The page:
Internet Access: 1st, Internet service onboard is available but it’s about the equivalent of the old “dial-up” service. Logging on and off from the stateroom was sometimes impossible. ADVICE: Don't buy daily or bulk Wi-Fi or Data Roaming packages, and turn off data roaming options on your cell phone. And 2nd, the new Princess@Sea app is excellent while you're on the ships. Download it to your PC, Mac or phone prior to your departure. I found it easy to use and very helpful. Unfortunately it doesn't work after you've gone ashore, and you cannot download the excursion city maps, which are very well done paper handouts.
Individual Port Accessibility: Princess is reasonably proficient with assisting wheelchair users on and off the cruise ship at each port, and assisting with Ship Tenders when necessary. Training could be better but the crew certainly tries to be helpful.
Ship Tenders: The Star Princess cruise had a couple serious shortcomings. First, ship tenders can be very frustrating. If a port isn’t large enough to permit ship docking, the ship anchors in the bay, and passengers get ashore on Tenders, which occurred at 3 different ports on this cruise. Every cruise contains disclaimers that the Captain can deny wheelchair access to the ship Tenders if the weather is bad or the waters choppy. Our cruise had good weather and calm waters but this particular Star Princess crew seemed to adopt a new policy. “If you can’t walk, you can’t take the tender”. Three different levels of ship officer repeatedly used these exact words - trying to make me stay onboard the ship. It was very frustrating.
I complained to the head of onboard Passenger Services and Princess headquarters after the cruise. They listened but were non-committal. It seems to me that Princess should either welcome wheelchair passengers and make sure wheelchair travelers get aboard the ship tender or tell us to stay home. It’s was aggravating, and I didn’t signup for aggravating. So my advice is to be assertive and demand to board the ship tenders.
Ship Excursions: My biggest Princess complaint relates to Excursions. Princess takes no responsibility for wheelchair accessibility at individual ports for shore excursions. Princess sees to it that local tour companies transport able-bodied passengers. But wheelchair accessible transport and tours are not arranged or guaranteed, even when Princess notes the excursion is accessible. The Princess 800 phone line before the cruise and the onboard Excursion Desk provides absolutely no help. None whatsoever. This is a recurring Princess shortcoming.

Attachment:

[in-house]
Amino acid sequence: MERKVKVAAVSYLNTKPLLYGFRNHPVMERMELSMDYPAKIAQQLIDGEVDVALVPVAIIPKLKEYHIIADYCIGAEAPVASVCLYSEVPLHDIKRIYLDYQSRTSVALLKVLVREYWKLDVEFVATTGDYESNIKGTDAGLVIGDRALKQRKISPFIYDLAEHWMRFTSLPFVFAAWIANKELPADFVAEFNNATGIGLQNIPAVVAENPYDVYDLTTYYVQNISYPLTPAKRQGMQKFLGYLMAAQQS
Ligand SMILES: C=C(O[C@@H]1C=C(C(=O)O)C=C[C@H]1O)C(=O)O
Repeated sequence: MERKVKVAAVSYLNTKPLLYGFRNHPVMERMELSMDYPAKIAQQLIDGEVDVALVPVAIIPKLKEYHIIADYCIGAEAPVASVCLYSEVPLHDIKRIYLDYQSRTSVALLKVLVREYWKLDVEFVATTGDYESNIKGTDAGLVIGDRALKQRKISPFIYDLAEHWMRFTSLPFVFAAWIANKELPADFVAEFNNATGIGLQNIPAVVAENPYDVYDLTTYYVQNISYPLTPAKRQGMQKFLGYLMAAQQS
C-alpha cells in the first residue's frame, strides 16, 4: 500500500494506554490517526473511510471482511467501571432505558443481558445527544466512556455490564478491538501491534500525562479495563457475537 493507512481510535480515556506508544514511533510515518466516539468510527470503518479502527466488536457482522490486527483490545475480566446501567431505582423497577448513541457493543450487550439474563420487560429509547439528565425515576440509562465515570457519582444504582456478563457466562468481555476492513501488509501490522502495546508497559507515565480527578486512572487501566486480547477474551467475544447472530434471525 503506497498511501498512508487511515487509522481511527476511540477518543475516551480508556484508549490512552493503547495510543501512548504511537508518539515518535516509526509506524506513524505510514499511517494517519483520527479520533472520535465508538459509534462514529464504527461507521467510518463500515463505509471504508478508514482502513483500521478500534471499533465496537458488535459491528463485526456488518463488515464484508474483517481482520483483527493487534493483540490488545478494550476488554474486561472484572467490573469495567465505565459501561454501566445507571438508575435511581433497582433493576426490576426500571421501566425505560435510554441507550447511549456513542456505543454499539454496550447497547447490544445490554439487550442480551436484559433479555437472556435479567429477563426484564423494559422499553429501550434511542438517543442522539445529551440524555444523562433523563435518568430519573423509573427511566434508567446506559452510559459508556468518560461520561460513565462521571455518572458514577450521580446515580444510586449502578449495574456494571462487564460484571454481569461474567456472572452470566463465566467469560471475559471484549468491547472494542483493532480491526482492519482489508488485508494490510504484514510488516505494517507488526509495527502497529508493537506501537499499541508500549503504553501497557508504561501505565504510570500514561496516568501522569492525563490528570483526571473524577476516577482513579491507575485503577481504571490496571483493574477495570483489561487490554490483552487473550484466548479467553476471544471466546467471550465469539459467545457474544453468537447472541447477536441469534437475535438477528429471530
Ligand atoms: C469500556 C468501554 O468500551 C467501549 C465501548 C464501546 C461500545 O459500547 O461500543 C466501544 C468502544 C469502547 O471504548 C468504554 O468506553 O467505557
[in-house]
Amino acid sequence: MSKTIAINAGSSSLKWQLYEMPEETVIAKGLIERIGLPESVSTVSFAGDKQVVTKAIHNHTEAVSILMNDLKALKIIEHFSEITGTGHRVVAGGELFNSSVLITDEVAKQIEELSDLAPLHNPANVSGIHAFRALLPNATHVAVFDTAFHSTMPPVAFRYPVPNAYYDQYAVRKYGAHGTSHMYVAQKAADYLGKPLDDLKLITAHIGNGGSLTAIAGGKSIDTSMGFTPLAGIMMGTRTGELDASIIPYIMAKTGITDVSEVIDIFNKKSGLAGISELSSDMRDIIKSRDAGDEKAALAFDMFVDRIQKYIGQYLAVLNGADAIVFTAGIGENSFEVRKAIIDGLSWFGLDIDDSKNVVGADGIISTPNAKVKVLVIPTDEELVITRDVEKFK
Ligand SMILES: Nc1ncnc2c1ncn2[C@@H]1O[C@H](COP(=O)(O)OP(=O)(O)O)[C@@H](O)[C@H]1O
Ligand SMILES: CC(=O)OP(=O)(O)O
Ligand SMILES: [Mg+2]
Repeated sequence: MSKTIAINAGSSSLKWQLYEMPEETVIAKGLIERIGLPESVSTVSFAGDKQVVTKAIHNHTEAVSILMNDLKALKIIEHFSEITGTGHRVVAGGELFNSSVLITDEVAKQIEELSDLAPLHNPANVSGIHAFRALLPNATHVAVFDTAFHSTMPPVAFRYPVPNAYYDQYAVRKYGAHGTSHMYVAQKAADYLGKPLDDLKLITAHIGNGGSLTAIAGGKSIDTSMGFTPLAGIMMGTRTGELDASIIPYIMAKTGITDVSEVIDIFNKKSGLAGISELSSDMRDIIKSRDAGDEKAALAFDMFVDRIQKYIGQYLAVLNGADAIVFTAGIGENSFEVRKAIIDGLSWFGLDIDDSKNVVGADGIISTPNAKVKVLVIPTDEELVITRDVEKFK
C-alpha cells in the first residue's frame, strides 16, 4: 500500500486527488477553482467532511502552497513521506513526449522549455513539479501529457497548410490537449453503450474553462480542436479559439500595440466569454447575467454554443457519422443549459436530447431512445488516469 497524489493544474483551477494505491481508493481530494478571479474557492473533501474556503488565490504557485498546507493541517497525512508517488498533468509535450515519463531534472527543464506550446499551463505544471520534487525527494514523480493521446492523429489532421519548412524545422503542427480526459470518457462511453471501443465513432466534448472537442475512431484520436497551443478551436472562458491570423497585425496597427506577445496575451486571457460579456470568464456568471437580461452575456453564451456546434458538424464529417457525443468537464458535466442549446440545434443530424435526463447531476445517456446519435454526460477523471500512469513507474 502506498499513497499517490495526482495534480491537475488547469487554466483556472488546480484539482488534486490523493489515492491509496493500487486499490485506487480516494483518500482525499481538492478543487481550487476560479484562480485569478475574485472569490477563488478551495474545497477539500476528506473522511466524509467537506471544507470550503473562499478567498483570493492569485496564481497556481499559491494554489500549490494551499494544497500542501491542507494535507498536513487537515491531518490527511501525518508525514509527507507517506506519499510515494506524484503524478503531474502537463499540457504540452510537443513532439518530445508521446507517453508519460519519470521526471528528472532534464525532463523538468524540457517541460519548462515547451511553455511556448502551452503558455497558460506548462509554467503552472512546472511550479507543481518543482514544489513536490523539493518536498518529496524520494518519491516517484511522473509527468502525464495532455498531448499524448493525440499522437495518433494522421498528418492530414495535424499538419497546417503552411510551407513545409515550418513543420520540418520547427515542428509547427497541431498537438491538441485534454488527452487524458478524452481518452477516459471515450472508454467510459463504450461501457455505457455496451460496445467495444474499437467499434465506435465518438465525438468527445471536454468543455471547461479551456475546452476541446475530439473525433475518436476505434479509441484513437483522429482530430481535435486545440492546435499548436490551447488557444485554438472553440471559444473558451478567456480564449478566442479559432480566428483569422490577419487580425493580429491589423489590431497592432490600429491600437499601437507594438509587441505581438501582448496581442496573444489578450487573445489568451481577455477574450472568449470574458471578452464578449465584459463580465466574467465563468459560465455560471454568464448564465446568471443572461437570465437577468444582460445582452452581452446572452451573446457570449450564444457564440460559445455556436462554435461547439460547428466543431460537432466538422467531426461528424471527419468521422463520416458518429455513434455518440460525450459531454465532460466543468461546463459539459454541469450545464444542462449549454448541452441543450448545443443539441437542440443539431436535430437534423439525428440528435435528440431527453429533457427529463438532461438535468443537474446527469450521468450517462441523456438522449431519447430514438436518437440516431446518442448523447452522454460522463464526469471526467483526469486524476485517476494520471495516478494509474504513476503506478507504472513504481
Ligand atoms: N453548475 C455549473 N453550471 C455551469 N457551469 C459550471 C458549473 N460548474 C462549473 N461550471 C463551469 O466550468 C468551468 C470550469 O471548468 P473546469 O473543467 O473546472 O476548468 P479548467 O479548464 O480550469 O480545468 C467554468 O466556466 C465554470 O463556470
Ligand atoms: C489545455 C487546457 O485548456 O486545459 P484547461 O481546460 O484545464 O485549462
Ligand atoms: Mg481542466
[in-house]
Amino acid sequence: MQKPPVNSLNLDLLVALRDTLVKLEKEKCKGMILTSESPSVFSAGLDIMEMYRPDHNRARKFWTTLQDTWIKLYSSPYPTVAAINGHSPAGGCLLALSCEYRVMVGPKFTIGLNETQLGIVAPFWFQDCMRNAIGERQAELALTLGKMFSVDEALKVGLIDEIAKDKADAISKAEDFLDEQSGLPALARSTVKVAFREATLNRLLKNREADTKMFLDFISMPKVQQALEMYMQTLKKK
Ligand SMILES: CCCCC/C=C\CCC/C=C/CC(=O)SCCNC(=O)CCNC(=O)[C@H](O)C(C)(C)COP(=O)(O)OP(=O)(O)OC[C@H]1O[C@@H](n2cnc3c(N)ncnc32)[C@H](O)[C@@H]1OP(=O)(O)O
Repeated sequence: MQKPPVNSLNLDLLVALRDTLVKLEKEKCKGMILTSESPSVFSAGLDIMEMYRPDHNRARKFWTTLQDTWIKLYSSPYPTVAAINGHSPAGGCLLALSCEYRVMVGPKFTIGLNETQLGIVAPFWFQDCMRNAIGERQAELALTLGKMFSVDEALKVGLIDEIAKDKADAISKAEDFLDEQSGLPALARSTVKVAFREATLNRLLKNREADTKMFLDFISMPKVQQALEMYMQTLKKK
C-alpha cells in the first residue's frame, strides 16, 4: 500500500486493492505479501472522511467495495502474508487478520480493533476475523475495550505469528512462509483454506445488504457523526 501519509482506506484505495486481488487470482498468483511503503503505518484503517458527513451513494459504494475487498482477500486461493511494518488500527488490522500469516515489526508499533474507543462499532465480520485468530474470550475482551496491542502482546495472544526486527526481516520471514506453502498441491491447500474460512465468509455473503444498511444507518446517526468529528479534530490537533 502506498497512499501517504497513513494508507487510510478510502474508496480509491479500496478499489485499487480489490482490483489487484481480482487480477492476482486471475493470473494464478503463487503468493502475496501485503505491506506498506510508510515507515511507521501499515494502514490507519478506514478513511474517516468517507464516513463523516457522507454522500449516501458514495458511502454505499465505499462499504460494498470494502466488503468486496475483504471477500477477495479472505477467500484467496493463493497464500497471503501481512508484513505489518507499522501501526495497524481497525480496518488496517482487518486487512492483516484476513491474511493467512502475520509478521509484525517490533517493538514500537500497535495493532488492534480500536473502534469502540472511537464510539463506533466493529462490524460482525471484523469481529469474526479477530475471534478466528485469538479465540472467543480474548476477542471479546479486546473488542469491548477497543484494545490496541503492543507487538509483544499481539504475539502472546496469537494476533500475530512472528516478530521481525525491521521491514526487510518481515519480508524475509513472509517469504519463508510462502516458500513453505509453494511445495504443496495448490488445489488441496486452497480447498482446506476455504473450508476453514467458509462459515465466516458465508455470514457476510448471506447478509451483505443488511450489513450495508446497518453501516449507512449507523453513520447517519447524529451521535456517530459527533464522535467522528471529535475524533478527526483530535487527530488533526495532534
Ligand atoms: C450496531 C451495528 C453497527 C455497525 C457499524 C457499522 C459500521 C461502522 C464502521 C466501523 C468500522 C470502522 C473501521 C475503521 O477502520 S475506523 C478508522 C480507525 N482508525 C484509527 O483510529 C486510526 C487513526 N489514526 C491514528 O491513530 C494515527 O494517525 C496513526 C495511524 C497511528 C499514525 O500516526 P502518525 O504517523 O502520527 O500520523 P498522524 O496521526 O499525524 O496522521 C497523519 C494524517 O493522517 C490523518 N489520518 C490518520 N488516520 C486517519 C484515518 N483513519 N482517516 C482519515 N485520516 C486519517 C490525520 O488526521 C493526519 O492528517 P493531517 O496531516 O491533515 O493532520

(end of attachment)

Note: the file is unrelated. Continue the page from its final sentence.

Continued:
So wheelchair passengers are required to arrange their own private transportation at each and every port. You must plan your own day trips and local taxis.
Buenos Aires Shuttle Bus Transportation from the Ship to Cruise Terminal: When it was time to depart the cruise ship in Buenos Aires, there were multiple shuttle buses and almost all were clearly marked with the international wheelchair logo, but the ramps don’t work on any bus. So terminal workers and helpful passengers picked up the wheelchair with me in it and lifted me into and out of the shuttle bus. This happened 4 times. Again I believe Princess should do a better job here and take some responsibility for accessible transport.
Overall we had an absolutely wonderful trip throughout South America. One of our best trips ever. The history and diverse culture are fascinating and we made some wonderful new friends. And the Star Princess, the onboard amenities, interior, staterooms are bathrooms are all very comfortable and wheelchair friendly.
However, on the WJAR Index, I’m downgrading Princess Cruises from a 4 to a 3. Princess needs to improve how they handle accessible excursions and determine a more favorable policy on the wheelchair accessibility to their Ship Tender craft. If you can’t comfortably explore each destination city, what’s the point of the cruise? Frankly, we’re going to explore other cruise options next time.